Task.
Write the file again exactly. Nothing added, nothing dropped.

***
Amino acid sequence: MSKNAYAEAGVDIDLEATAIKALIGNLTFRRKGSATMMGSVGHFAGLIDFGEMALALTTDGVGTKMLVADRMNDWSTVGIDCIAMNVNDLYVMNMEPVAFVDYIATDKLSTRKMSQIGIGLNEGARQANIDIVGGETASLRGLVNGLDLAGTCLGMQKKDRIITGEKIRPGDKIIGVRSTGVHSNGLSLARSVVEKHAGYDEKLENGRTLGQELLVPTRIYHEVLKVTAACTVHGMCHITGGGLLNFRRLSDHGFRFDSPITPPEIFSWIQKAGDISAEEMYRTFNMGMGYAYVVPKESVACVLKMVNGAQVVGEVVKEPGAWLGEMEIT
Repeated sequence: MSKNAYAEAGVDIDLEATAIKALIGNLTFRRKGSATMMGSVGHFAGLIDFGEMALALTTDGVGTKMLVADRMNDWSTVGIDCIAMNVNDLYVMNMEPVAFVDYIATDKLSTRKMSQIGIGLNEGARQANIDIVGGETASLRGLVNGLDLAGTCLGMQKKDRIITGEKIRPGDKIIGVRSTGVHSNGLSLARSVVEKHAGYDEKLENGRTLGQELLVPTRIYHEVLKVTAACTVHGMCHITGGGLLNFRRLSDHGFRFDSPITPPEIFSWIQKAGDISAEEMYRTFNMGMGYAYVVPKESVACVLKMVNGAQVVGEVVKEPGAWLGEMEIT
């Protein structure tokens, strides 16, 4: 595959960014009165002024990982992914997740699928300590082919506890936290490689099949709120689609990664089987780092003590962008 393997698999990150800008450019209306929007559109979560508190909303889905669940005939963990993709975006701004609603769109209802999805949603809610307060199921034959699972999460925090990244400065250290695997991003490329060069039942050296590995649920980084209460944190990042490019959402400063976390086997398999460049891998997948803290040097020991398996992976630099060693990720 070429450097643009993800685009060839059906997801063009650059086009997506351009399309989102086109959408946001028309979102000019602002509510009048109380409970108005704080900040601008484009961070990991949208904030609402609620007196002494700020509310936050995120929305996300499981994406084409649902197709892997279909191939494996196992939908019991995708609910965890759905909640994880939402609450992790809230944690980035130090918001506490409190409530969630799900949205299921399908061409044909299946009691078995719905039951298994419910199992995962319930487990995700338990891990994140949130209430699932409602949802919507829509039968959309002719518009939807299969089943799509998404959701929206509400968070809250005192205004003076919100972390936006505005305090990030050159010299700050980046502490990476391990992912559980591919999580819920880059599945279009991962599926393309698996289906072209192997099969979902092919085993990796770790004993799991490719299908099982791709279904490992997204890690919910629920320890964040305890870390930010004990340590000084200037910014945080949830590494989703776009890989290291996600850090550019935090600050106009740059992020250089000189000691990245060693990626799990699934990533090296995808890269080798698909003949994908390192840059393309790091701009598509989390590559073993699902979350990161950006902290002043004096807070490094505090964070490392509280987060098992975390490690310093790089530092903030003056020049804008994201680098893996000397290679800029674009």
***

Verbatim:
Amino acid sequence: MSKNAYAEAGVDIDLEATAIKALIGNLTFRRKGSATMMGSVGHFAGLIDFGEMALALTTDGVGTKMLVADRMNDWSTVGIDCIAMNVNDLYVMNMEPVAFVDYIATDKLSTRKMSQIGIGLNEGARQANIDIVGGETASLRGLVNGLDLAGTCLGMQKKDRIITGEKIRPGDKIIGVRSTGVHSNGLSLARSVVEKHAGYDEKLENGRTLGQELLVPTRIYHEVLKVTAACTVHGMCHITGGGLLNFRRLSDHGFRFDSPITPPEIFSWIQKAGDISAEEMYRTFNMGMGYAYVVPKESVACVLKMVNGAQVVGEVVKEPGAWLGEMEIT
Repeated sequence: MSKNAYAEAGVDIDLEATAIKALIGNLTFRRKGSATMMGSVGHFAGLIDFGEMALALTTDGVGTKMLVADRMNDWSTVGIDCIAMNVNDLYVMNMEPVAFVDYIATDKLSTRKMSQIGIGLNEGARQANIDIVGGETASLRGLVNGLDLAGTCLGMQKKDRIITGEKIRPGDKIIGVRSTGVHSNGLSLARSVVEKHAGYDEKLENGRTLGQELLVPTRIYHEVLKVTAACTVHGMCHITGGGLLNFRRLSDHGFRFDSPITPPEIFSWIQKAGDISAEEMYRTFNMGMGYAYVVPKESVACVLKMVNGAQVVGEVVKEPGAWLGEMEIT
């Protein structure tokens, strides 16, 4: 595959960014009165002024990982992914997740699928300590082919506890936290490689099949709120689609990664089987780092003590962008 393997698999990150800008450019209306929007559109979560508190909303889905669940005939963990993709975006701004609603769109209802999805949603809610307060199921034959699972999460925090990244400065250290695997991003490329060069039942050296590995649920980084209460944190990042490019959402400063976390086997398999460049891998997948803290040097020991398996992976630099060693990720 070429450097643009993800685009060839059906997801063009650059086009997506351009399309989102086109959408946001028309979102000019602002509510009048109380409970108005704080900040601008484009961070990991949208904030609402609620007196002494700020509310936050995120929305996300499981994406084409649902197709892997279909191939494996196992939908019991995708609910965890759905909640994880939402609450992790809230944690980035130090918001506490409190409530969630799900949205299921399908061409044909299946009691078995719905039951298994419910199992995962319930487990995700338990891990994140949130209430699932409602949802919507829509039968959309002719518009939807299969089943799509998404959701929206509400968070809250005192205004003076919100972390936006505005305090990030050159010299700050980046502490990476391990992912559980591919999580819920880059599945279009991962599926393309698996289906072209192997099969979902092919085993990796770790004993799991490719299908099982791709279904490992997204890690919910629920320890964040305890870390930010004990340590000084200037910014945080949830590494989703776009890989290291996600850090550019935090600050106009740059992020250089000189000691990245060693990626799990699934990533090296995808890269080798698909003949994908390192840059393309790091701009598509989390590559073993699902979350990161950006902290002043004096807070490094505090964070490392509280987060098992975390490690310093790089530092903030003056020049804008994201680098893996000397290679800029674009």